Before winning Super Bowl XLI as head coach of the Indianapolis Colts, Tony Dungy had already solidified an impressive reputation in the National Football League.
He was the Pittsburgh Steelers safety who forced a game-clinching fumble in Super Bowl XIII. He was the defensive mastermind in Tampa Bay who proved that he could handle a team built around offense. He was a model of dignity and decorum—a coach who didn't curse, scream, or threaten his players. And he was adamant that his approach was as good a method as any for crafting a championship team.
After last Sunday, Dungy had one more item to add to his resume: He became the first African-American head coach to lead his team to an NFL title.
It's just a shame he didn't seize the moment.
Dungy's race may not be the most important part of the story here, but it is an important part—and whether or not Dungy wanted the responsibility, he was the central actor in a historical moment for a sport that remained segregated almost as long as water fountains and lunch counters.
Every African-American head coach in the NFL accepted his job with the understanding that he might be the first to win a Super Bowl—and with the knowledge that he would have to deal with the ensuing media circus. In the end, it was Tony Dungy who won the race: Tony Dungy who was on stage, covered in confetti, with Jim Nantz asking how it felt.
On Sunday night, it was Tony Dungy who had a chance—one chance—to say something moving and important.
And it was Tony Dungy who made a mistake.
Dungy's words upon being hand the Lombardi trophy?
"More than anything, I've said it before, Lovie Smith and I, not only the first two African-Americans, but Christian coaches showing that you can win doing it the Lord's way," the coach said. "And we're more proud of that."
Dungy's mistake was twofold.
First, he compartmentalized his identity: He separated his race from his religion—and he privileged the wrong one.
He should have said something about following in the footsteps of players like Kenny Washington, who effectively integrated football in 1946, and Paul "Tank" Younger, the first athlete recruited by the NFL from a historically black college. And he definitely should have mentioned Art Shell, the first African-American head coach in the NFL.
Instead, Dungy tried to circumvent race and claim that it was more important that he'd won the Super Bowl as a Christian, thus giving credit and power to a group that has no lack of it.
The second part of Dungy's mistake lay in his sacrificing a once-in-history opportunity for thirty seconds of evangelism. True, Dungy has described himself as more of a teacher than a coach; he has donated his time as a mentor to underprivileged kids, and is a committed and attentive parent. But as much as Dungy seems to be following the "Lord's way" on and off the field, there's a sinkhole beneath his perfect surface.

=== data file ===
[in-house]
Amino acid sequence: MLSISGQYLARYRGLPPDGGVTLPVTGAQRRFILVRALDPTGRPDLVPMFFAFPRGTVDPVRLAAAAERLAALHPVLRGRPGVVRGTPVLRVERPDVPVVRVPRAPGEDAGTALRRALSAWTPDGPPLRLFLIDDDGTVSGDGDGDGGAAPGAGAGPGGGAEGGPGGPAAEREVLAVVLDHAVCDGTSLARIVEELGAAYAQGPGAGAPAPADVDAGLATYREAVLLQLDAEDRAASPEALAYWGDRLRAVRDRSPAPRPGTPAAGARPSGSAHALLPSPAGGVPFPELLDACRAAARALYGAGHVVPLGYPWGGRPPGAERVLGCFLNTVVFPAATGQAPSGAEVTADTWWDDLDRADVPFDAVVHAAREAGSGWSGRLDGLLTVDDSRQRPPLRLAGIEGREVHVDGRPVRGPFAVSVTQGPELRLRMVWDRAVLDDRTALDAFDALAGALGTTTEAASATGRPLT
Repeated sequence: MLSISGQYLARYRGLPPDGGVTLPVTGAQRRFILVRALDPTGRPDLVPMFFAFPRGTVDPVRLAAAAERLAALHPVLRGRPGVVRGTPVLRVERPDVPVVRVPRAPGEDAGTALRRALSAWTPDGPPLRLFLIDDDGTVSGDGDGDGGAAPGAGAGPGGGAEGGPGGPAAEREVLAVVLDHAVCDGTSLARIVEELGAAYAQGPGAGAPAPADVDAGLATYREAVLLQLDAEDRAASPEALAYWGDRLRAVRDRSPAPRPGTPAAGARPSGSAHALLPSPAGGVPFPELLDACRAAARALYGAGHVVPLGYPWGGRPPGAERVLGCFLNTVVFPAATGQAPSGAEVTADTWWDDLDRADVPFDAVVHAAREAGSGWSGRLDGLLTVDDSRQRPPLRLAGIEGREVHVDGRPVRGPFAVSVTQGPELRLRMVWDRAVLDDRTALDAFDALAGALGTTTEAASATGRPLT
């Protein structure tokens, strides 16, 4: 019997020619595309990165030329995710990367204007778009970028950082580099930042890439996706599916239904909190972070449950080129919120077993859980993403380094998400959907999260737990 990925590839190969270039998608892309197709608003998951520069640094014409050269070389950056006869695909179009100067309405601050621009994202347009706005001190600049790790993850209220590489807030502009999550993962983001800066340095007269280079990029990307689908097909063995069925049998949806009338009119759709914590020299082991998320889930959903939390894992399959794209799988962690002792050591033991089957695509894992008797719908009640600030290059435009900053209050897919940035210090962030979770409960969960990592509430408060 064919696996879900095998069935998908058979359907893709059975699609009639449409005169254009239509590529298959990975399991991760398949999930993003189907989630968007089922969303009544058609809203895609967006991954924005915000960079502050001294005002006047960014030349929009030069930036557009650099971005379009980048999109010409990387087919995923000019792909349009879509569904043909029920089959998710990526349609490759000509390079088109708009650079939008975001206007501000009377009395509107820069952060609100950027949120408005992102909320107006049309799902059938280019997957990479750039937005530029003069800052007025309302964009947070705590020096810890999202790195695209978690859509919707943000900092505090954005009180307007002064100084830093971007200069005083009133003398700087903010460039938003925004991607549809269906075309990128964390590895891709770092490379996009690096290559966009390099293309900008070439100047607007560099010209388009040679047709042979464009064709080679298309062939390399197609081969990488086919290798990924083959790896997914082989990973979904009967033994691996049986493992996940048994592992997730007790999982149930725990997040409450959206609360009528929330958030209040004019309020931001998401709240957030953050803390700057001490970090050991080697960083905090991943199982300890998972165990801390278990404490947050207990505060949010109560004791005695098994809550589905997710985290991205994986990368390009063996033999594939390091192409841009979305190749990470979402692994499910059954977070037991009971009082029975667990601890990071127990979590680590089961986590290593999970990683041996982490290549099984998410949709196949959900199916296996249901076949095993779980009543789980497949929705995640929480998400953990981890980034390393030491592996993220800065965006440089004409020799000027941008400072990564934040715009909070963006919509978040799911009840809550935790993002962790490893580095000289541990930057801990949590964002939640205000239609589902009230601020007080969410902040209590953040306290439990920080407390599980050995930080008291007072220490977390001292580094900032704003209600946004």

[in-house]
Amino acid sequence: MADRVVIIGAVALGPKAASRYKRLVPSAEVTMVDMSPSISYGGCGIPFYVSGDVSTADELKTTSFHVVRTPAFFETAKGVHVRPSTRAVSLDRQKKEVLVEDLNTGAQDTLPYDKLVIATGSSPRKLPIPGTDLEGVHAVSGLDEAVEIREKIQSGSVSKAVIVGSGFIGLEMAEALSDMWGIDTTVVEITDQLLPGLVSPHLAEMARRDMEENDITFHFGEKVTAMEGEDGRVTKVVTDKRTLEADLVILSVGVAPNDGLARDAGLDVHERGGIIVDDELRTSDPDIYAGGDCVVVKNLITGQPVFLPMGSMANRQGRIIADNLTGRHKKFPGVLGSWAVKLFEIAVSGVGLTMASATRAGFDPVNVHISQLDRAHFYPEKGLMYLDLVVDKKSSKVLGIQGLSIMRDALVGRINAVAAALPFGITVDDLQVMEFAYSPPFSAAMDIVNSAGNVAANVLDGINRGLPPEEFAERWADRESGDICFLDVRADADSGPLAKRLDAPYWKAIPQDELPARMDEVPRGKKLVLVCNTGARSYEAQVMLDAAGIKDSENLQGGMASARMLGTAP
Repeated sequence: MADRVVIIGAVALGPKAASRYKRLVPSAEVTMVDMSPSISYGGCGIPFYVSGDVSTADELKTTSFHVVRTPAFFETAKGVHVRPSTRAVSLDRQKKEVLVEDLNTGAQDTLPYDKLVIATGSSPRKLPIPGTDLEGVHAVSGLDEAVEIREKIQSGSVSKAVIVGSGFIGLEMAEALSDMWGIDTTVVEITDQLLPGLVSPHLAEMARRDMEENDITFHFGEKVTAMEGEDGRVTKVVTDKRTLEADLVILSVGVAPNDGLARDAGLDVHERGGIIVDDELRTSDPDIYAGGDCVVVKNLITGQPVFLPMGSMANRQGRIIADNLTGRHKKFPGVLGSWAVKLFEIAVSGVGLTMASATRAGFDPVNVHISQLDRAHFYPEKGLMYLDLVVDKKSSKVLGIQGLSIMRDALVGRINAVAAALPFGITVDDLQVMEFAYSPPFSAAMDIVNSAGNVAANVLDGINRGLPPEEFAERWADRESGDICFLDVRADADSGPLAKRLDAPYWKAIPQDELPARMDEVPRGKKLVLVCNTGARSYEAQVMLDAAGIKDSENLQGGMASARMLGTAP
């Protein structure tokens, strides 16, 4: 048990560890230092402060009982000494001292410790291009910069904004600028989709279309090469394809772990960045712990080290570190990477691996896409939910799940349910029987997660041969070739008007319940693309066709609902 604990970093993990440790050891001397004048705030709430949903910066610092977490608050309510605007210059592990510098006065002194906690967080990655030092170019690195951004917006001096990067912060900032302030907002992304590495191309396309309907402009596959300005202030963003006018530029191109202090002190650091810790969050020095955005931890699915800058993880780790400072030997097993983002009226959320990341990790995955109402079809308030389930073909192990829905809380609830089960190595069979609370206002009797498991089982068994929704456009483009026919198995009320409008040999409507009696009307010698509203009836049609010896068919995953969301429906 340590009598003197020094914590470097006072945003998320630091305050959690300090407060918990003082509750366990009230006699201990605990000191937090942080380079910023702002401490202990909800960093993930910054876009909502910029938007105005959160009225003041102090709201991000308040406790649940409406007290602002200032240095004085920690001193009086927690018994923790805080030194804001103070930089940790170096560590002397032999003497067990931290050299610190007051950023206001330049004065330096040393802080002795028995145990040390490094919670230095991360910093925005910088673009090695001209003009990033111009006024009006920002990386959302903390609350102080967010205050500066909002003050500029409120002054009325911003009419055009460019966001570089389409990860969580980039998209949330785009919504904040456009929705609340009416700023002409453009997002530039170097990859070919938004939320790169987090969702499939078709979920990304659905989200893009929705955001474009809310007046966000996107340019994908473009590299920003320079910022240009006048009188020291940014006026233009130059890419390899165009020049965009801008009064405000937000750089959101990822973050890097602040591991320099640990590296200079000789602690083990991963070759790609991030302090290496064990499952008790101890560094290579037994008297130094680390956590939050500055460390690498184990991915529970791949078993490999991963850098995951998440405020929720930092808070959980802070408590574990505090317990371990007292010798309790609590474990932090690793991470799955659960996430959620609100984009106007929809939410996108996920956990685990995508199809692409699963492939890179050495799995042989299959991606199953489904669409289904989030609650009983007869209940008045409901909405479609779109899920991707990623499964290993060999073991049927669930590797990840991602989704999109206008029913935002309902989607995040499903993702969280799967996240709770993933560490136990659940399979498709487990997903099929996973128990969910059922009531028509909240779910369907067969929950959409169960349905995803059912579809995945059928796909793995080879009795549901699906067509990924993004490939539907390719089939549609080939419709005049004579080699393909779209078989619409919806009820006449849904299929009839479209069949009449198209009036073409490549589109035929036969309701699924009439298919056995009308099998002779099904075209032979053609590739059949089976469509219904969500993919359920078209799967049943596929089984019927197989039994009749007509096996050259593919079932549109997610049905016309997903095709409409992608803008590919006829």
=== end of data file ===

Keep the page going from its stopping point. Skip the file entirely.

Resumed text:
Next month, Tony Dungy will be honored at the annual fundraising banquet of the Indiana Family Institute (IFI), an organization that is dedicated to legalizing discriminatory adoption practices and which endorses participation in a controversial program claiming to cure homosexuality.
The problem is not that Dungy professed his faith on Sunday, but rather that he has used and is using his stature to raise money for a discriminatory organization.
When Braves pitcher John Rocker made racist comments, we demanded an apology.
When Miss USA Tara Connor was caught with drugs, we demanded contrition.
If we ask so much from figures of minimal importance, why would we demand anything less from someone who's made such an indelible mark on the history of America's most popular sport?
Dungy's association with IFI is not comparable to drug use or racism—but as a public figure who has welcomed the opportunity to act as a role model, he takes a risk when he introduces the world to his politics.
Especially when those politics endorse discrimination.
The first African-American players in the NFL faced many injustices; they were forced to stay in separate hotels, they were excluded from road games in unintegrated states, and they were constantly berated on the field by racist members of opposing teams. In many sports—including tennis, lacrosse and hockey—and in the mostly white front offices of professional sports franchises, the challenges for African-Americans are still very real.
By missing his opportunity on Sunday, Dungy didn't just overlook the past—he ignored a struggle that's still going on.
That Dungy's philanthropic work includes a homophobic organization is even more upsetting, as the issue of gay and lesbian athletes is exceedingly relevant in the modern sports world. The recent self-outing of John Amaechi, a former NBA player, proves that there have been and likely still are homosexual pro athletes in the United States. Their struggle for equality is hindered by the reluctance of teammates to share locker rooms and showers, fear of physical harm on the field, fear of homophobic coaches limiting their playing time, and the inability to be open about their lives with their professional colleagues.
The eventual acceptance of gay athletes will be made possible in part by the work of African-Americans, including Tony Dungy. In his public life, the coach has the responsibility to make it easier, not harder, for meaningful change to occur.
Some opportunities, after all, are too important to pass up.